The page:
This is an abridged version from an article published on the South Feminist Voices blog. To read the full article, click here.

The State of Freedom of Speech and the political correctness of development work in Senegal

By: Diakhoumba Gassama

As a human rights defender of all the rights of all humans, I am finding it more and more difficult to do just that in my national context. I am confronted daily with fellow “activists” or INGO representatives who encourage me to “measure what I say and where I say it”, “not stigmatize people especially when they can feel attacked in their religion and culture”, “talk about abortion only from the perspective of the consequences of unsafe abortion on the health of a mother and her child and not from a choice and rights perspective” “leave issues of comprehensive sexuality education and sexual orientation to foreigners” to quote just a few things I’ve heard.

The latest incident was about me mentioning on national TV that child marriage was a form of pedophilia. I was instantly attacked by all “allies” around me who were adamant about the fact that this was too harsh of a word to use in advocacy in a campaign to say no to child marriage.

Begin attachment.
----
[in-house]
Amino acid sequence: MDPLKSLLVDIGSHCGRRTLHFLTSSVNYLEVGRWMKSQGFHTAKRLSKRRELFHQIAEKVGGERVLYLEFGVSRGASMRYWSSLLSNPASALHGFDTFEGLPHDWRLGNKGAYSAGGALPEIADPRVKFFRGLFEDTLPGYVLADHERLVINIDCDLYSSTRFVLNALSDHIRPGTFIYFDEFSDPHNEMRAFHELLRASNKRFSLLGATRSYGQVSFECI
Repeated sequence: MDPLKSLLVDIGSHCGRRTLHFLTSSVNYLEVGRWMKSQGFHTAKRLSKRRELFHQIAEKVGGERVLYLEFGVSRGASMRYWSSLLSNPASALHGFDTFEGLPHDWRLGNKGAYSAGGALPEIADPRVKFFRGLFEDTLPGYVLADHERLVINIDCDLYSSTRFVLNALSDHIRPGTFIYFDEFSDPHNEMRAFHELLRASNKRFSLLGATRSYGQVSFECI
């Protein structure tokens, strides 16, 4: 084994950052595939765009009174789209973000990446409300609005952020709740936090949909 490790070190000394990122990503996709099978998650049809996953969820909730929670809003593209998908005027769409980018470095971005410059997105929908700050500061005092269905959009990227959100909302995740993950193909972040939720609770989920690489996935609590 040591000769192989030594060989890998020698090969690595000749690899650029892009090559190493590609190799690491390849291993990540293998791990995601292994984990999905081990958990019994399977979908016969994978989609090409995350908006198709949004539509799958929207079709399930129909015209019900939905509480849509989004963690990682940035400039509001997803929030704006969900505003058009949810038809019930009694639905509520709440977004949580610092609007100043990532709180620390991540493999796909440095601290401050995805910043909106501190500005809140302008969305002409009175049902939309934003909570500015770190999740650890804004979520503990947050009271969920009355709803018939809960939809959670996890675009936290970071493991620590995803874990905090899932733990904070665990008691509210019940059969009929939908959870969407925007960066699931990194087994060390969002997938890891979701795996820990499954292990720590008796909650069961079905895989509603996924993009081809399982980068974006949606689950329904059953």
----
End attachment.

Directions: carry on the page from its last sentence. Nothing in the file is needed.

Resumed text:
The truth is, I now realize what is so obvious but took time to sink in: the very people in charge of protecting the lives of the most vulnerable among us have developed two terrible diseases: cowardice and self-censorship based on some paternalistic views that villagers or Africans have values that condone the daily rape and all other forms of physical and emotional violence that child brides go through.

This is an abridged version from an article published on the South Feminist Voices blog. To read the full article, click here.

Online Sex Ed in Sri Lanka: For Whom and To What End?

By: Sachini Perera